Great sales managers I’ve observed over the years are very consistent in their approach to coaching because they developed specific habits. Here are three habits I think are most useful for great sales coaches.
One question I ask in all my seminars is “what is ineffective coaching?” Participants have no trouble coming up with lots of examples.
They talk about managers who wait too long before addressing a problem, those who do all the talking and no listening, and those who do not attempt to gain buy-in for needed changes.
And those answers are just the tip of the iceberg.
I was fortunate early in my career to have a sales manager who was a model of how to do sales coaching right.
Above all, he and other great sales managers I’ve observed over the years are very consistent in their approach to coaching because they developed specific habits—behaviors that come as naturally to them as drinking coffee in the morning or wearing certain clothing.
Here are three habits I think are most useful for great sales coaches.
Ineffective sales managers wait until numbers fall off before they offer coaching to a rep.
A great sales coach offers coaching every day. Not now and then or whenever they feel like it or after they notice a problem.
Time for coaching is hardwired into their calendars, so they aren’t as easily distracted by “urgent” tasks that are important to someone else but not to them.
Daily coaching is a great way to prevent small problems from becoming lost deals. When a sales manager is working regularly with reps, they can catch problems early on in the sales process. Wouldn’t you rather offer coaching that helps a rep double the size of a deal rather than essentially hold a post mortem on why a deal was lost?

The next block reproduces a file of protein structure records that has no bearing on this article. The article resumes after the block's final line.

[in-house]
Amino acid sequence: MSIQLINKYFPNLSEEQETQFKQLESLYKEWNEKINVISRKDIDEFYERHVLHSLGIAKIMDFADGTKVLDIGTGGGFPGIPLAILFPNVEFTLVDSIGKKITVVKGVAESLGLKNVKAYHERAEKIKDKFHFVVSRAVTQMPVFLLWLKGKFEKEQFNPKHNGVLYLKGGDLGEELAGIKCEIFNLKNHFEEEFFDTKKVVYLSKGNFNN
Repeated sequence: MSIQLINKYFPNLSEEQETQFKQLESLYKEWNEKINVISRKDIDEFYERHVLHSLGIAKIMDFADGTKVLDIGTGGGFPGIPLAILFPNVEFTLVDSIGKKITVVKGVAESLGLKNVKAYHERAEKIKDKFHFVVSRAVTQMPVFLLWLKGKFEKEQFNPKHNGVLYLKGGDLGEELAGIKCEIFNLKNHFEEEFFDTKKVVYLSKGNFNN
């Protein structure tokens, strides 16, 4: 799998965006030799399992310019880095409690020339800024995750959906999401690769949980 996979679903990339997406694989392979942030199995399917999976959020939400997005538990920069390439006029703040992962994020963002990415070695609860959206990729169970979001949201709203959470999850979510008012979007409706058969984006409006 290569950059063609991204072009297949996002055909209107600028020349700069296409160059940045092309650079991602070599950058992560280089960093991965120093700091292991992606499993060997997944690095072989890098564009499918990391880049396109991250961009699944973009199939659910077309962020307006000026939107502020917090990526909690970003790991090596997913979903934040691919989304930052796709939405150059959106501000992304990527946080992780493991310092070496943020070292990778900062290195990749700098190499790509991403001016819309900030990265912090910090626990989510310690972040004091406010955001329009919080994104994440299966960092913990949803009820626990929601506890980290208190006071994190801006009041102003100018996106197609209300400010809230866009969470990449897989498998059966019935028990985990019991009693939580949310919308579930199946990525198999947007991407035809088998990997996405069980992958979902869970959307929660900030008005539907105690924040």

Observing before diagnosing and prescribing
I’ve known many sales managers who only had one reaction when a rep had poor results: “Make more calls!”
That advice doesn’t help if the rep’s problem lies in what they are saying during a call or how they follow up with a prospect afterwards. If a rep is stumbling with the close rather than initial contact, making more calls is just going to lead to more failures.
Great sales coaches offer advice that is tailored to each rep’s specific competencies and needs. To be that specific, they have to study and observe the rep in action so they can accurately diagnose what’s going on and then prescribe a targeted solution.
Using a Socratic approach when offering solutions
Socrates was a Greek philosopher who asked questions of students rather than lecture them or simply pass on information. This approach helped students develop their critical thinking skills.
Great sales coaches have this same mentality. They can probably diagnose a rep’s problem very quickly. But they don’t just tell the rep what’s wrong and how to fix it. The rep doesn’t learn much that way.
Instead, a great sales coach will ask questions that guide the rep in a particular direction. Suppose, for example, that a rep is having difficulty moving beyond the initial contact person to reach other decision makers.
The coach observes the rep on a call, then asks questions that require the rep to do a self-evaluation:
How did you think that went?
What did you think about the contact’s response to _______?
What questions do you think this prospect couldn’t answer themselves? How could you use those questions to get referred to other stakeholders?
A Habit of Trust
The more you develop the habits of a great sales coach, the more your reps will know what to expect from you, and the more they will trust that you have their best interests at heart.
And that will have a positive impact on all your interactions with your team members.